Personal Guarantees on Small Business Loans
A lender might ask for a personal guarantee in order to approve a business loan. Before signing that personal guarantee, a business owner should know that it may allow the bank to go after one's real estate, cash, and other assets.
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Small business loans can help you take your business to the next level, whether to get your business started or to expand an existing business. Yet these types of loans are notoriously hard to get as banks are reluctant to take the risk on less established or successful ventures.
For this reason, many lenders may ask small business owners for a personal guarantee in order to approve a loan. This typically occurs when a company does not have sufficient assets or a history of making profits to qualify for a loan on its own. A personal guarantee requires that a business owner pledge they will use their personal assets to pay off business debts if the business is unable to pay the loan.
While this sounds risky, it might be what your company needs in order to qualify for a small business loan.
Why Lenders Require a Personal Guarantee
Lenders may require a personal guarantee if the business does not qualify on its own merits for a loan. Typically, this is because the company is relatively new and does not have a track record of making payments or earning profits.
A business also might not have enough assets that the bank could use in the event that the business did not pay back the loan.
The personal guarantee alleviates these concerns because the bank will have someone on the hook for the loan should the business not pay: the owner(s). However, before a small business owner signs a personal guarantee, he or she should be aware of exactly what it means.
Depending on the type of personal guarantee signed, it may allow the bank to go after his or her cash, real estate, or other assets.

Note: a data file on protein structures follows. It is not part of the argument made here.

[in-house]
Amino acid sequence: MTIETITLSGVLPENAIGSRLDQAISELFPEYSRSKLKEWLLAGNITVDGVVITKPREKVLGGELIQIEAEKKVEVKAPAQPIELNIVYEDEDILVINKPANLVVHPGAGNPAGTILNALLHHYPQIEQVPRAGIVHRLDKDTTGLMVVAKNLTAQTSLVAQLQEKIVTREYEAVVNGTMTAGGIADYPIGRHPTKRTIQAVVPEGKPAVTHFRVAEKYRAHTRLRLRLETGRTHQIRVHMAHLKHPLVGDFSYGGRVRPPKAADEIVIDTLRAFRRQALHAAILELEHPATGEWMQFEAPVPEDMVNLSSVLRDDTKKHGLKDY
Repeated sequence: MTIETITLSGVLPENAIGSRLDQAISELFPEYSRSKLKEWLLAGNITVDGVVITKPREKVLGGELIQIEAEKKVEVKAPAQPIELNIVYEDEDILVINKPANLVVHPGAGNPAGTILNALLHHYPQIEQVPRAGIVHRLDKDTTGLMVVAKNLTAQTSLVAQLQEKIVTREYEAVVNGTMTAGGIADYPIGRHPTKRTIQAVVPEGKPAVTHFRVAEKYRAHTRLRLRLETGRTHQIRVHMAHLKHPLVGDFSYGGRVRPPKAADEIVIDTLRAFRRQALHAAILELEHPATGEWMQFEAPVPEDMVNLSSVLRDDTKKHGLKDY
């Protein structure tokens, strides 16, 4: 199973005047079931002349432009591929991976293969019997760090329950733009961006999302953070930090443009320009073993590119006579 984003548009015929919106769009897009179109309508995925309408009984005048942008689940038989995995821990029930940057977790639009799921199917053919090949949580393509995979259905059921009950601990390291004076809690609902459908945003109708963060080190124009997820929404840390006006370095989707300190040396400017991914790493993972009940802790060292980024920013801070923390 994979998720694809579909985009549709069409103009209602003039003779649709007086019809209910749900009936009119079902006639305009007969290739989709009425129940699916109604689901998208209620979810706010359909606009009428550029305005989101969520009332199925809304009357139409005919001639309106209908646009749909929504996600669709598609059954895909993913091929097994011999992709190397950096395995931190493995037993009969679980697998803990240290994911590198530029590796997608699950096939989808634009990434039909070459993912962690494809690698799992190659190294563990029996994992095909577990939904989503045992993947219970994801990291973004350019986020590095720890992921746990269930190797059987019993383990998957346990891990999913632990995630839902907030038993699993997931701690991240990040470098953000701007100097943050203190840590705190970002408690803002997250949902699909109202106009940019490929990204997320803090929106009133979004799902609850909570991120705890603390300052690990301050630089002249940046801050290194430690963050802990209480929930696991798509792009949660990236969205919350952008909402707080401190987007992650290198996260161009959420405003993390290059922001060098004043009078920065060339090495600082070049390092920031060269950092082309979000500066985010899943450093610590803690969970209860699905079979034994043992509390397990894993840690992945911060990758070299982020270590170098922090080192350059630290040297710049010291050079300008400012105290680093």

Types of Personal Guarantees
There are numerous types of personal guarantees that a bank may ask a small business owner to sign in order to qualify for a loan. Understanding each type is vital to protecting yourself in a loan transaction.
Limited personal guarantees are often used when multiple business partners take out a loan for the company together. These guarantees set a dollar limit on what can be collected from the borrower in the event that the businesses default on the loan. If you are signing a limited personal guarantee along with business partners, be sure to check to see if you are signing a several guarantee or a joint and several guarantee. With a joint and several guarantee, each borrower may be liable for the full amount of the debt.
In contrast, an unlimited personal guarantee is an agreement to allow the lender to recover 100 percent of the loan amount, along with any legal fees associated with the loan. This means that the bank can go after all of your savings, including your retirement fund, your house and car, and any other assets that you have. These types of guarantees offer almost no protection for the borrower.
Importantly, there are often provisions in limited guarantees that can convert these types of guarantees into unlimited guarantees if a borrower engages in negative behavior. That is why it is important for anyone considering signing a personal guarantee to carefully review this document with their lawyer.
The Risks of Signing a Personal Guarantee
Regardless of the type of personal guarantee that you sign, there are a number of significant risks. While building your business may be worth taking these risks, it is important to be aware of what you are undertaking.
First, if your business and personal assets are not sufficient to pay off the debt, the bank could take legal action against you. If the bank secures a judgment against you, it will damage your credit, making it harder for you to borrow again in the future.
Second, you are putting your family assets at risk — including your house and other property. Some loans may require your spouse to sign as well if your property is also held in your spouse’s name.
Third, if you have partners and sign a joint and several guarantee, then you may also be on the hook for their share of the debt. That is why it is important to negotiate the personal guarantee and avoid this type of requirement.
While personal guarantees are often necessary as a way to obtain financing for small businesses, they can also be risky in terms of personal financial stability. If you plan to sign a personal guarantee, be sure that you fully understand the scope of the guarantee so that you are not putting your entire financial health at risk.
Author: Jeff Gitlen